Somalia: President Hassan Sheikh calls for ceasefire in Las Anod
MOGADISHU, Somalia - Hassan Sheikh has called for immediate cessation of hostilities in the troubled city of Las Anod, following renewed tensions which left over 30 people dead on Monday morning, leading to sustained calls for peace in the country.
As of Monday, a total of 35 people had been killed in the town following protests that were triggered by the death of a youthful politician. Also, security forces attached to Somalilaland clashed with local militia, leading to the deaths, something which evoked calls from President Hassan.
On Tuesday, the President called for cessation of hostilities in Las Anod, adding that concerned parties should resolve differences through dialogue. This is the second time the Somali leader is asking for tolerance in the town which is disputed between Somalilaland and Puntland.
He said the conflict needs a “political solution” and has urged respect for the wishes of the people. He said to continue to spill the blood is “unacceptable.” The president said Somalis should not fight amongst themselves, arguing that there is need for both parties to be understanding.
After the clashes on Monday, Somalilaland administration reiterated readiness to resolve situation of LasAnod through dialogue. Following an Extraordinary meeting chaired by President Muse Bihi Abdi, the Cabinet called for assistance for those displaced.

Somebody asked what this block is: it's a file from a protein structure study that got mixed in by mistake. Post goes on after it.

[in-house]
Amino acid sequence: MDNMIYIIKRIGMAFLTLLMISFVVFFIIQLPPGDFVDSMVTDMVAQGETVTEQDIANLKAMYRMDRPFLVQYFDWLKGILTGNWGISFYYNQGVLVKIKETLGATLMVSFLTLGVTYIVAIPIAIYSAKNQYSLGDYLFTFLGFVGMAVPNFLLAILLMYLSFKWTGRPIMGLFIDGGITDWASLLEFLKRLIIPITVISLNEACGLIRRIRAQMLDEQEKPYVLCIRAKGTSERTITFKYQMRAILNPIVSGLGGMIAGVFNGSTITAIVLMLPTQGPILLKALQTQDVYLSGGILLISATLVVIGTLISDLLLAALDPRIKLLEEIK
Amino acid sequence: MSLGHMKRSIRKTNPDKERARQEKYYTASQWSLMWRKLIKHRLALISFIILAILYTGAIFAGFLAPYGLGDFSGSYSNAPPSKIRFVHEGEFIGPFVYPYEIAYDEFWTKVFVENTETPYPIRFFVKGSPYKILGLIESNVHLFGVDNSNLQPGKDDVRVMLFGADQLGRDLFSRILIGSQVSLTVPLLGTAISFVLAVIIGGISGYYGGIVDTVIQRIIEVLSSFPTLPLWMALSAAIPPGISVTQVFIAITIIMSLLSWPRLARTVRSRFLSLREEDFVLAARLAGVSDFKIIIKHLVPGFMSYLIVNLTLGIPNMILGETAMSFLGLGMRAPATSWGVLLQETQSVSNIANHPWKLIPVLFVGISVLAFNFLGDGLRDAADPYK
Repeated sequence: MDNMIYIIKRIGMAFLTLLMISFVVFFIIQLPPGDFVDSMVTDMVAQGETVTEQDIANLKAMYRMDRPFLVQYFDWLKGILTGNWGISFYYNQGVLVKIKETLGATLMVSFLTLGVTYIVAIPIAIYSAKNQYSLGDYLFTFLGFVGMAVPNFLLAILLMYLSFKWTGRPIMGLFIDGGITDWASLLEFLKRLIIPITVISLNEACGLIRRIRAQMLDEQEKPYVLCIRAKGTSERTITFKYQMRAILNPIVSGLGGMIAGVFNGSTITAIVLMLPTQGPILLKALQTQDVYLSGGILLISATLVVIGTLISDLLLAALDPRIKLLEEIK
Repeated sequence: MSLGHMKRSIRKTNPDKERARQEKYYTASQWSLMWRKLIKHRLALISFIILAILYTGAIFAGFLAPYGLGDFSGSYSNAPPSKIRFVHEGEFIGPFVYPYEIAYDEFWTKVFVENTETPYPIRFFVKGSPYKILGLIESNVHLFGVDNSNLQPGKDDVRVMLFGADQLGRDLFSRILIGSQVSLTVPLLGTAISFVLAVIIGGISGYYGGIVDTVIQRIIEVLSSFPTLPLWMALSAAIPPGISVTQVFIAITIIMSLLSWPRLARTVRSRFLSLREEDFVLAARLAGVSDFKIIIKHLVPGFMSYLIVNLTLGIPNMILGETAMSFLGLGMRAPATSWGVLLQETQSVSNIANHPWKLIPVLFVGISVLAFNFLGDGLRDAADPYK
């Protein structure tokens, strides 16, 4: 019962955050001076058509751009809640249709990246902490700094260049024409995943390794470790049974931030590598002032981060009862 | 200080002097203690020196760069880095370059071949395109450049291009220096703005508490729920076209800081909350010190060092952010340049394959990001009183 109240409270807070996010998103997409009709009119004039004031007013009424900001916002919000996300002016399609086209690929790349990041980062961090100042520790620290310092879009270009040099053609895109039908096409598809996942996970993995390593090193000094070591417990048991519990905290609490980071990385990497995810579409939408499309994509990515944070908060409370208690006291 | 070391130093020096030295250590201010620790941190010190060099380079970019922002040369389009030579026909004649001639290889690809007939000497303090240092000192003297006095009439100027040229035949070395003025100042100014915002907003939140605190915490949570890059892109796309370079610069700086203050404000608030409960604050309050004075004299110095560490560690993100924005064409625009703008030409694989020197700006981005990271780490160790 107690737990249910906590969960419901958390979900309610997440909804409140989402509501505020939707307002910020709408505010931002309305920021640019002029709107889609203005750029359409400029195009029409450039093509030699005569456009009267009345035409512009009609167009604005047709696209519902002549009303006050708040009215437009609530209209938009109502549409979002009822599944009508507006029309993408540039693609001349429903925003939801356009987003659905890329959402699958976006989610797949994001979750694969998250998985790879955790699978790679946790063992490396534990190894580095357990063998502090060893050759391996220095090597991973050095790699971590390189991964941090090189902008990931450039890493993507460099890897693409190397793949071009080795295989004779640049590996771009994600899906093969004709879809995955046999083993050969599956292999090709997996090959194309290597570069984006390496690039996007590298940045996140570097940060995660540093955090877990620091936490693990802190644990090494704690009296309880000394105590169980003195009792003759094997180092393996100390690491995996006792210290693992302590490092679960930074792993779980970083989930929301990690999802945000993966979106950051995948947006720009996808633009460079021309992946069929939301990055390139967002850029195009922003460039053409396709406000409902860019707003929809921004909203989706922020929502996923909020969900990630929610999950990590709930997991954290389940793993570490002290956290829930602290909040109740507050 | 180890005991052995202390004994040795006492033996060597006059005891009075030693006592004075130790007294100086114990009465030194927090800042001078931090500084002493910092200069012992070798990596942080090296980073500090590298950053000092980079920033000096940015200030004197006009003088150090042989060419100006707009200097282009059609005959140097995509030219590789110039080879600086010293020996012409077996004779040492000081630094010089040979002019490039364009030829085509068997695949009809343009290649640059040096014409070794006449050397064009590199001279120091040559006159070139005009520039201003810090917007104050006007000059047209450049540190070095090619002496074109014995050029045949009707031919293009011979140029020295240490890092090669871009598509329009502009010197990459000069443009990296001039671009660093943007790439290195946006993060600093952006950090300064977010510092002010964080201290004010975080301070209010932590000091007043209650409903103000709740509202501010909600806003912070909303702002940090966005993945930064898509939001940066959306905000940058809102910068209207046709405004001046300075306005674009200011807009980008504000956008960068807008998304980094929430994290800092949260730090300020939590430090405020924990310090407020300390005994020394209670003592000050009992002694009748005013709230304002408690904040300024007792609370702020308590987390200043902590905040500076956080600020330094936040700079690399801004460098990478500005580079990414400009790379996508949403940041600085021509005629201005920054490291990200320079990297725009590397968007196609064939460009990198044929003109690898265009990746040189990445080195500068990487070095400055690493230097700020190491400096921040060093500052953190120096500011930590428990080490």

For the better part of Tuesday, the situation in the town remained uncertain as both parties stayed put with non willing to withdraw from positions. The local militia have been fighting the Somalilaland military who they accuse of occupation. Hargeisa maintains that it has no intentions of withdrawing out of Sool region.
The town is disputed between Somalilaland and Puntland and when clashes broke out, Hargeisa accused Garowe and Mogadishu of engineering the skirmishes. However, Said Abdullahi Deni, the regional president of Puntland refuted the claims just like the federal government of Somalia which is domiciled in Mogadishu.
Also, the neighboring Sanaag has been witnessing skirmishes with the two regions also expressing displeasure with with the government of Somalilaland. Somalilaland declared self-independence in 1991 following the civil war during the administration of Siad Barre but the region is yet to be recognized internationally.